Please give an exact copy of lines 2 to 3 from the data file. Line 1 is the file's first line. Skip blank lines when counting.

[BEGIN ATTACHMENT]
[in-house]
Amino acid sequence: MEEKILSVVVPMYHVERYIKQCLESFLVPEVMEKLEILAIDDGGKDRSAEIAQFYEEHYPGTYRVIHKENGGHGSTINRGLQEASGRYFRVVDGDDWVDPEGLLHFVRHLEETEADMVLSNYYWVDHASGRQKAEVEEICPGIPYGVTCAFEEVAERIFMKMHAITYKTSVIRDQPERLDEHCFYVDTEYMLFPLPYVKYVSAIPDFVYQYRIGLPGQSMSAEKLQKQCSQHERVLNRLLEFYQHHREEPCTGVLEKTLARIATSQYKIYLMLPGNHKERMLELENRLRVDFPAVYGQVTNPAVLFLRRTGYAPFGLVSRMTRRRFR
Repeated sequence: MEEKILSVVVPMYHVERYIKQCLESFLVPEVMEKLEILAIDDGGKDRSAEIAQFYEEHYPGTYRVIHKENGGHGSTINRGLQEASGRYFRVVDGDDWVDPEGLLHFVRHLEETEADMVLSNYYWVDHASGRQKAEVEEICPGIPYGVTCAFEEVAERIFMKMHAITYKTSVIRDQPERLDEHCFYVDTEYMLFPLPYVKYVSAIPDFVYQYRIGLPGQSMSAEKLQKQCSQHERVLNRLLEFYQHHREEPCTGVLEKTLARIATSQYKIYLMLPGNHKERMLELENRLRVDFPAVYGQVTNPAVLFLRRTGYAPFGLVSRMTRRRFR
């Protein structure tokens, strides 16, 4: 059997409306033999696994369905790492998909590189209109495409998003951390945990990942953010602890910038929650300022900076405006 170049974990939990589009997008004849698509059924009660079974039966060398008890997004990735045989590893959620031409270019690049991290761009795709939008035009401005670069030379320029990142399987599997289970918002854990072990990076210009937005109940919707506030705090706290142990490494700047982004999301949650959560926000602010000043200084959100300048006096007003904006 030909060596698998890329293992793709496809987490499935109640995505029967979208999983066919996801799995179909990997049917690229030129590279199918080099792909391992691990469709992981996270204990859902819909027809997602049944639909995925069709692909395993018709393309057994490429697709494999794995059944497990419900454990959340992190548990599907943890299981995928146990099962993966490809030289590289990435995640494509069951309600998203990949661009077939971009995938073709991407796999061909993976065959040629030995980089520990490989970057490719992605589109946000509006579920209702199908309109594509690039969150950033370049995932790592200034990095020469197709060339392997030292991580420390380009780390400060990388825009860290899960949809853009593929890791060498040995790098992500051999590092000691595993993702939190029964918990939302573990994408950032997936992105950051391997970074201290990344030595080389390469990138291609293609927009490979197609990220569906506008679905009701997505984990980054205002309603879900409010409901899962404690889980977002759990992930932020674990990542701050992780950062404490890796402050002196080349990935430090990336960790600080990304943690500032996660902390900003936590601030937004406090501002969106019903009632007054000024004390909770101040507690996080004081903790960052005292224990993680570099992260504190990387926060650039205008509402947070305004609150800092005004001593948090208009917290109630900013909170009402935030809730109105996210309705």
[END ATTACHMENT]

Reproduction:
Amino acid sequence: MEEKILSVVVPMYHVERYIKQCLESFLVPEVMEKLEILAIDDGGKDRSAEIAQFYEEHYPGTYRVIHKENGGHGSTINRGLQEASGRYFRVVDGDDWVDPEGLLHFVRHLEETEADMVLSNYYWVDHASGRQKAEVEEICPGIPYGVTCAFEEVAERIFMKMHAITYKTSVIRDQPERLDEHCFYVDTEYMLFPLPYVKYVSAIPDFVYQYRIGLPGQSMSAEKLQKQCSQHERVLNRLLEFYQHHREEPCTGVLEKTLARIATSQYKIYLMLPGNHKERMLELENRLRVDFPAVYGQVTNPAVLFLRRTGYAPFGLVSRMTRRRFR
Repeated sequence: MEEKILSVVVPMYHVERYIKQCLESFLVPEVMEKLEILAIDDGGKDRSAEIAQFYEEHYPGTYRVIHKENGGHGSTINRGLQEASGRYFRVVDGDDWVDPEGLLHFVRHLEETEADMVLSNYYWVDHASGRQKAEVEEICPGIPYGVTCAFEEVAERIFMKMHAITYKTSVIRDQPERLDEHCFYVDTEYMLFPLPYVKYVSAIPDFVYQYRIGLPGQSMSAEKLQKQCSQHERVLNRLLEFYQHHREEPCTGVLEKTLARIATSQYKIYLMLPGNHKERMLELENRLRVDFPAVYGQVTNPAVLFLRRTGYAPFGLVSRMTRRRFR